At just nine-weeks-old, Winnipeg’s Brita Hall was in a car crash that resulted in the loss of the cognitive function of her brain.
Doctors said she had a 10 per cent chance of ever walking or talking.
“No way,” her mother Birgit defiantly replied at the time, determined to prove the prognosis wrong.
The mother of three wanted her daughter to be able to enjoy the outdoors with her older brothers and take part in family activities. She took Brita to the pool four times a week and by the time she was 10-months-old she was swimming.
At the age of five, she took her first steps, by eight, she spoke her first words – and she hasn’t stopped since.
Today, the 49-year-old is a Special Olympics gold medalist. She’s travelled the world competing in cross-country skiing and athletics as a long distance runner.
“There were a lot of moments where I wondered if this was it … if she could manage the next level,” Birgit recalled. “She’s really always come through – with the support of Special Olympics and the family. Every success, every medal made it more important to move on, to give her the confidence to aim higher and try harder.”
Brita’s elementary school teacher Maureen Dowds – a former Canadian athlete who also served as Special Olympics Manitoba’s CEO from 1996 to 2002 – introduced her to Special Olympics in 1980.
Brita was just 11-years-old when she competed at her first Provincial Games and brought home gold in the 800-metre event. She’s competed in almost every Provincial Games since.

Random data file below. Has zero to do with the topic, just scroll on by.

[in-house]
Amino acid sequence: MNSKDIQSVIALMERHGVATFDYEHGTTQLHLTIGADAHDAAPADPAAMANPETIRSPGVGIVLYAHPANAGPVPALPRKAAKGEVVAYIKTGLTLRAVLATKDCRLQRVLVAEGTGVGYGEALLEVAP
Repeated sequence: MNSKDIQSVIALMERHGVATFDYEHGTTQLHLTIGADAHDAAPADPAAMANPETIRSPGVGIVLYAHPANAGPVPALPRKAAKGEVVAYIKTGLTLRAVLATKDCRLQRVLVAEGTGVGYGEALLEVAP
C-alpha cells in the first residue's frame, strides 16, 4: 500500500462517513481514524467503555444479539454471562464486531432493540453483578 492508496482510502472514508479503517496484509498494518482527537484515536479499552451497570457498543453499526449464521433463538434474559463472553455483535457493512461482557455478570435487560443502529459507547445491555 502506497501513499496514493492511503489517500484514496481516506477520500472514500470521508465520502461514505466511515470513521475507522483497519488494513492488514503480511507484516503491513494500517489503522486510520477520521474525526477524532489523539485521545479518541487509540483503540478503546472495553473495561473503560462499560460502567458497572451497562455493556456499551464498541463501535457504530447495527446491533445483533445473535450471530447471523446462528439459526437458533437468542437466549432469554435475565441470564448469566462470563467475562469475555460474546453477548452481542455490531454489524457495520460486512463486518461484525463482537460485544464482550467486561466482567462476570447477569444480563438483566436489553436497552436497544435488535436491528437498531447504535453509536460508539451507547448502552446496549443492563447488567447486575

“She has been now 39 years uninterrupted in Special Olympics,” Birgit said, adding that even when the family briefly moved to the United Kingdom, they were able to find a local program. “I don’t know what I would have done without Special Olympics – it’s just part of her life.”
It’s taught Brita not only fine motor skills, but also the value of teamwork, commitment and punctuality.
For Brita, though, it’s all about the lasting friendships.
“I can meet some friends and I can socialize, travel,” Brita said.
Her fondest Special Olympics memory dates back to 1993, when she competed in cross-country skiing at her first Special Olympics World Winter Games in Schladming, Austria – it’s where she won her first gold medal on the world stage.
“It was pretty special,” Brita recalled.
She’s since received Female Athlete of the Year Awards from both Special Olympics Manitoba and Canada. In 2014, she was the first athlete to receive the Dr. Frank Hayden Lifetime Achievement Award – a prestigious national award given to athletes who’ve best exemplified the spirit, philosophy and goals of the Special Olympics movement over the course of their career.
“She just went from success to success – she truly is the example of what you can do when you put your mind to it,” said Birgit. “She’s a role model for other athletes.”
“Even now at the age of almost 50, she’s still competitive.”
Special Olympics has also helped Brita gain independence, as she’s been living on her own – with two student roommates who help her cook – for the past 25 years.
According to Birgit, Brita educates her roommates on training and healthy eating.
“We couldn’t have imagined anything like this,” said Birgit. “Special Olympics has done a lot for us.”
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